McCarthy a Surprise Winner of Jayco Herald Sun Tour's Stage 3

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02/8/2014| 0 comments
by Mark Watson
Robert-John McCarthy wins stage 3 of Herald Sun Tour 2014 for his Jayco Australian U23 team

McCarthy a Surprise Winner of Jayco Herald Sun Tour's Stage 3

Unheralded 19-year-old sprinter Robert-John McCarthy upset a cast of sprint aces when he won the frantic bunch sprint of the Jayco Herald Sun Tour’s 156 kilometer third stage from Mitchelton Winery to Nagambie; Simon Clarke keeps the overall race lead.

Migrating to Australia with his family seven years ago from Ireland, McCarthy, who has spent the last couple of domestic seasons in the shadow of Australian sprint wunderkind Caleb Ewan, said this was the most significant win of his fledgling career.

Meanwhile in the general classification, Team GreenEdge’s Clarke preserved his advantage when he was the eleventh rider to cross the finish line, thereby holding on to his eight second lead over former Olympic rower Cameron Wurf (Cannondale Pro Cycling Team).

For Clarke’s teammate Matthew Goss it was a case of what could have been, as a slipped chain at 200 meters to go ended his chances of stage win.

McCarthy too was lucky to be in a position to challenge at the finish, forced to veer off the road to narrowly avoid a crash caused by a clash of wheels that toppled Garmin-Sharp-POC sprint ace Steele Von Hoff and forced Team Australia’s Pat Shaw to abandon 13 kilometers from the stage finish.

In a Herald Sun Tour that was intended as a learning experience for McCarthy, it was the Jayco Australia U23 Team rider that handed his opponents a lesson on getting to the line.

“I knew I have the speed, for me the hard part was just getting to the line with those established lead out trains,” said McCarthy, who’s most significant victory prior to today was a junior national road race title in 2012 ahead of Ewan.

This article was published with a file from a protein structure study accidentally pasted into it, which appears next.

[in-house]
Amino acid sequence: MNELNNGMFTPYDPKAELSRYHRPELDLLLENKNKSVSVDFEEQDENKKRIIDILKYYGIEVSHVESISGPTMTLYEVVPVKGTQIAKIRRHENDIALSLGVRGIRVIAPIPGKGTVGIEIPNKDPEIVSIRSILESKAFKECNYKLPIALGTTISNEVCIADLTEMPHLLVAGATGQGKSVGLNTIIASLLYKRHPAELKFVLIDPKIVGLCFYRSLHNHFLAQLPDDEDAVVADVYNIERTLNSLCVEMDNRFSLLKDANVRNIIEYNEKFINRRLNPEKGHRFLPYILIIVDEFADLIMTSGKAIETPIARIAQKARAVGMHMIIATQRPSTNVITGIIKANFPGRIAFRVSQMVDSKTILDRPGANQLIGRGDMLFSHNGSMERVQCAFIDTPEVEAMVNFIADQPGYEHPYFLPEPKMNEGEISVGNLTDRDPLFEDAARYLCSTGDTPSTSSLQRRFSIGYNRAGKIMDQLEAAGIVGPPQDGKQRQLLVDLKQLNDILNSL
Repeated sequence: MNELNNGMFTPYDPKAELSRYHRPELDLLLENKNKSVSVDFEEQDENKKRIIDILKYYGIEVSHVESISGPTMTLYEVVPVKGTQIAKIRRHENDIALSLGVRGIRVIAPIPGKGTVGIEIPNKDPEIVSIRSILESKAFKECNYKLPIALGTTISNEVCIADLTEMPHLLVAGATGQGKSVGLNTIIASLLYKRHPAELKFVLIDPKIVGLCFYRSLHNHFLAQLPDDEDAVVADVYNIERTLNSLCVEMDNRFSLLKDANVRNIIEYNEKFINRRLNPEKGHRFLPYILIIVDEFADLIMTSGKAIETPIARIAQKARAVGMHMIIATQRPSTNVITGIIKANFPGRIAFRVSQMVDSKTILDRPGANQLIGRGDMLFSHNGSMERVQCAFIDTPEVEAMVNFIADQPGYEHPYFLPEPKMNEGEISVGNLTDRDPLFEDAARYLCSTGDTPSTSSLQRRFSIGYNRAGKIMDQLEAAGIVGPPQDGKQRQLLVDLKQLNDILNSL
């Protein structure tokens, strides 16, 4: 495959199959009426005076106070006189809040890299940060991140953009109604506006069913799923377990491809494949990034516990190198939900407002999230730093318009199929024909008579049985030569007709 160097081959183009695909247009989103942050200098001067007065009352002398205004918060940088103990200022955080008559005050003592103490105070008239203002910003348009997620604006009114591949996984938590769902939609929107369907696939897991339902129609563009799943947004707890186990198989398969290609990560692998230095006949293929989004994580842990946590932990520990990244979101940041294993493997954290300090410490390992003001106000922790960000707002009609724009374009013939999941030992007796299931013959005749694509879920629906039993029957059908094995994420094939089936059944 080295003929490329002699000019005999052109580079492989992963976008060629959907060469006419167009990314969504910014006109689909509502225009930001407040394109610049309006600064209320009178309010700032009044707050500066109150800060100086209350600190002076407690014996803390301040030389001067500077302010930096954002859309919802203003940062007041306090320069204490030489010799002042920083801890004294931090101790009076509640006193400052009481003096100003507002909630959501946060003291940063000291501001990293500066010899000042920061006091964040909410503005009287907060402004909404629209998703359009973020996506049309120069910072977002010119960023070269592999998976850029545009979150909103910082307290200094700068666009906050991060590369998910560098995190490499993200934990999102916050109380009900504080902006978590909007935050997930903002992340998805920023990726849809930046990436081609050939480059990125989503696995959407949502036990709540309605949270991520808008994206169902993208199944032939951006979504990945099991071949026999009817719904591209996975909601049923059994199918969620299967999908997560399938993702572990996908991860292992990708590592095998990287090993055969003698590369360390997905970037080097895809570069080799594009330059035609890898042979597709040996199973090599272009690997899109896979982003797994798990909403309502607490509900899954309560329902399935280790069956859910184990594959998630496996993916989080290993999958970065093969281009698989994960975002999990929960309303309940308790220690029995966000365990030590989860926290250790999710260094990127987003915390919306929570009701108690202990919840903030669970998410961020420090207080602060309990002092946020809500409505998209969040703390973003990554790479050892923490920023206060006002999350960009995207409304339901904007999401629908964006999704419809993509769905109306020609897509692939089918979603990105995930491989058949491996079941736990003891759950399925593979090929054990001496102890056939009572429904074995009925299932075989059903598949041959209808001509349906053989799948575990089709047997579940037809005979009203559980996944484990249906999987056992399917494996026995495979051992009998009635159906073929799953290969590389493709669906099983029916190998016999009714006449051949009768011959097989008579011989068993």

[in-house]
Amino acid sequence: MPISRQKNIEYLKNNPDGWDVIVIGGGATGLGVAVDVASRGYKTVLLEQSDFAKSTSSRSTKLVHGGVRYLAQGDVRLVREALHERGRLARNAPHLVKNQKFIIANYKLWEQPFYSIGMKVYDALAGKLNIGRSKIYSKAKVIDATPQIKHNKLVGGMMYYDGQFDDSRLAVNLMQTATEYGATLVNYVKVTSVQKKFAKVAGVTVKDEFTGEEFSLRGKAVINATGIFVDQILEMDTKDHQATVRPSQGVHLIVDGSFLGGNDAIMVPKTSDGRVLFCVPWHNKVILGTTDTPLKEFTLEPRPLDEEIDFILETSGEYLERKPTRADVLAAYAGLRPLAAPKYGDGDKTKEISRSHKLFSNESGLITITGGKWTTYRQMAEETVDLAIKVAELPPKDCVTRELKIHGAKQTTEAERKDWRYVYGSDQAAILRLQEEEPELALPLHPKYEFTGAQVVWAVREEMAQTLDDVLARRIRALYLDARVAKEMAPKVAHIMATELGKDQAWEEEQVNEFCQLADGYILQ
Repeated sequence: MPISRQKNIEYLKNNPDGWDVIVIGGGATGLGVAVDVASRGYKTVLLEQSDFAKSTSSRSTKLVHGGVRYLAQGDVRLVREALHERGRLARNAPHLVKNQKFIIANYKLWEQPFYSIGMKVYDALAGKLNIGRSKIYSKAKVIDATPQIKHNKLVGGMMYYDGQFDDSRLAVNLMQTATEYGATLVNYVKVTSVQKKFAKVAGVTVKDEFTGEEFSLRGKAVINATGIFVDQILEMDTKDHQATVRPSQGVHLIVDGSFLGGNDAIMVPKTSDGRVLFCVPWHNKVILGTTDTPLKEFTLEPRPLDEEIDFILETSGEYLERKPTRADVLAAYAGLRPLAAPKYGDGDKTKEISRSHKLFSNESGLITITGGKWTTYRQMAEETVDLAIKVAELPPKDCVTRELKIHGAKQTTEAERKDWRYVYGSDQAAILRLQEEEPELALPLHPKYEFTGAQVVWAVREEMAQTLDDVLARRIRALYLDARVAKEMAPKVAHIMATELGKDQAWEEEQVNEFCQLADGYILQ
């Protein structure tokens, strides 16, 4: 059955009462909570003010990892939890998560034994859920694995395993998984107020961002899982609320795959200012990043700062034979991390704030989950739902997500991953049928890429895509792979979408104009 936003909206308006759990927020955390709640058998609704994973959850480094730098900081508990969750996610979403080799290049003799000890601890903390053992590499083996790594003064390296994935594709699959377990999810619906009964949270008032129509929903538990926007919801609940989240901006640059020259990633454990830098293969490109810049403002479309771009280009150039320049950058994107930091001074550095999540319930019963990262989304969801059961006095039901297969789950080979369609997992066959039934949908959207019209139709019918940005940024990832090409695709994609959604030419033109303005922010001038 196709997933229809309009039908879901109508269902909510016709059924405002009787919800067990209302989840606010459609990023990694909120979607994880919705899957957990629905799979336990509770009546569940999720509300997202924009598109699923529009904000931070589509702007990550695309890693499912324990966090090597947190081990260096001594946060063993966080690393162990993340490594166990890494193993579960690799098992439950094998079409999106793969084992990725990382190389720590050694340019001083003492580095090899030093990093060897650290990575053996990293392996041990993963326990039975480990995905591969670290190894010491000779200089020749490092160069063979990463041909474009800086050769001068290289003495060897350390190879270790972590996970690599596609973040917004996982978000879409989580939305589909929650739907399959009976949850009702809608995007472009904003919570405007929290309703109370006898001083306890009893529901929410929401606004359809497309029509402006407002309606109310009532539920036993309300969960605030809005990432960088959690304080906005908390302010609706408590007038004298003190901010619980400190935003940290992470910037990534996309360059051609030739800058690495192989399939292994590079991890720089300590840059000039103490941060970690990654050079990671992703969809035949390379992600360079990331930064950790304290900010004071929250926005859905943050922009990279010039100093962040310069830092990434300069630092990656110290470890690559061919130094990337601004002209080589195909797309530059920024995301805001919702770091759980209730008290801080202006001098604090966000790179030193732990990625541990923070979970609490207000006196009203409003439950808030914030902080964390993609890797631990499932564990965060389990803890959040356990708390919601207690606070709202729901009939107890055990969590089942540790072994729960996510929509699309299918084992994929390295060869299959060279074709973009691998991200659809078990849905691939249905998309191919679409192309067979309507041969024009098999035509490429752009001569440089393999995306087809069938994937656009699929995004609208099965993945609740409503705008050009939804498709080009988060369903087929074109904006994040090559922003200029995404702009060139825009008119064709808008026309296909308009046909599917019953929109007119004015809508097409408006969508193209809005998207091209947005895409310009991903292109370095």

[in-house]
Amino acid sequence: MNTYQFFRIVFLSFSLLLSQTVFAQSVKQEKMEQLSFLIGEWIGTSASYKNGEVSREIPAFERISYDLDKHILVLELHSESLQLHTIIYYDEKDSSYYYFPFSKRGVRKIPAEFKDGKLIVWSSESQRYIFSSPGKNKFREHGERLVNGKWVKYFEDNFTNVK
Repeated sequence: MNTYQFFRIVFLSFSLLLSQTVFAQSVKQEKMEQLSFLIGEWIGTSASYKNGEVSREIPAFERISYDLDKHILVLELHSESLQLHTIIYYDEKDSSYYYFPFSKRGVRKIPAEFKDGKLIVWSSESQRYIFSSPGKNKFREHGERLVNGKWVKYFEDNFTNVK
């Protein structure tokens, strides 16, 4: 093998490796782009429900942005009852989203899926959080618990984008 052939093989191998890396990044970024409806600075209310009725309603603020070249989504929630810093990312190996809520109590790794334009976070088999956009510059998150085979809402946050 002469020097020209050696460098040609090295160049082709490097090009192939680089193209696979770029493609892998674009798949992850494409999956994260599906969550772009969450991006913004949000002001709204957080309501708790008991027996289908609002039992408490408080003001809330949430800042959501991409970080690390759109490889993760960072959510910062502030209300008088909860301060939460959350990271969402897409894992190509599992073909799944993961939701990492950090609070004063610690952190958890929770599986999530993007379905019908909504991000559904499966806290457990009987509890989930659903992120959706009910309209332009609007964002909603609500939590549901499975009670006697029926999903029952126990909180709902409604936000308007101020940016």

“It’s really hard when you’re not in one of those established teams to earn the respect of those guys, but I hope I have done that now.

“I had to fight really, really hard for position and I decided I was going to be the last guy of someone’s train.”

“I saw Jonathan Cantwell with about one kilometer and a half to go and I just jumped on his wheel and waited and waited, and then moved around maybe 250m to go and just went for it, and held on for the line.”

Admitting himself to being a relative unknown in the race, McCarthy’s reaction to upstaging some of world cycling’s elite in Nagambie was that of shock.

“I know I’m a good sprinter, but when you look at the field here it’s some of the best in the world,” McCarthy said.

“I just came here to try and learn from those guys and I just found myself in a good position.”

“I crossed the line and I couldn’t believe it. I’m a bit speechless to be honest.”

While McCarthy’s post race reaction was that of elation, it was a focussed Clarke that spoke after the stage about his GreenEdge team's defense of his yellow jersey.

“The objective is to keep yellow by the end of tomorrow, so we rode with that tactic,” Clarke said.

“I hardly touched the pedals all day today, the boys did a great job.

“Mitch [Docker] and Damien [Howson] were really strong today and they had everything under control, so no stress for me whatsoever.”

Sticking to the script of execution, Clarke said he would be wary of general classification challengers Wurf and Jack Haig (Avanti Cycling Team), but would be more intent on riding his own race in Sunday’s final 124 kilometer stage.

“We’ll ride to our plan, I’ve got Gerro by my side who is a great climber, so I just need to stick close to him and we’ll work together and work on our team plan,” said Clarke.

“If people attack us, we can adjust that plan, but we’ll be on our own path.

“They’re both dangerous, there’s no reason to decipher who’s going to be more dangerous, they both are.”

Earlier in the stage, seven riders were quick to ride off the peloton at the fall of the flag, joined shortly after by an eighth rider in Kristian Juel of Team Budget Forklifts.

Seemingly lacking the grit and tenacity of yesterday’s break led by Clarke, a catch seemed inevitable, however surprisingly four riders from the initial group held together until the catch occurred inside five kilometers to the finish in Nagambie.

The break held close to four minutes over the main field approaching the foot of the first King of the Mountain classification climb through the Strathbogie Ranges at 55 kilometers travelled, with the break still holding two minutes 40 second advantage at the top of the second King of the Mountain a further 12 kilometers later.

It was the WorldTour teams GreenEdge, Garmin-Sharp-POC and Cannondale Pro Cycling Team that did the bulk of the work on the open roads to reduce the gap to a comfortable margin off the climbs, before really tightening the screws 25 kilometers from home.

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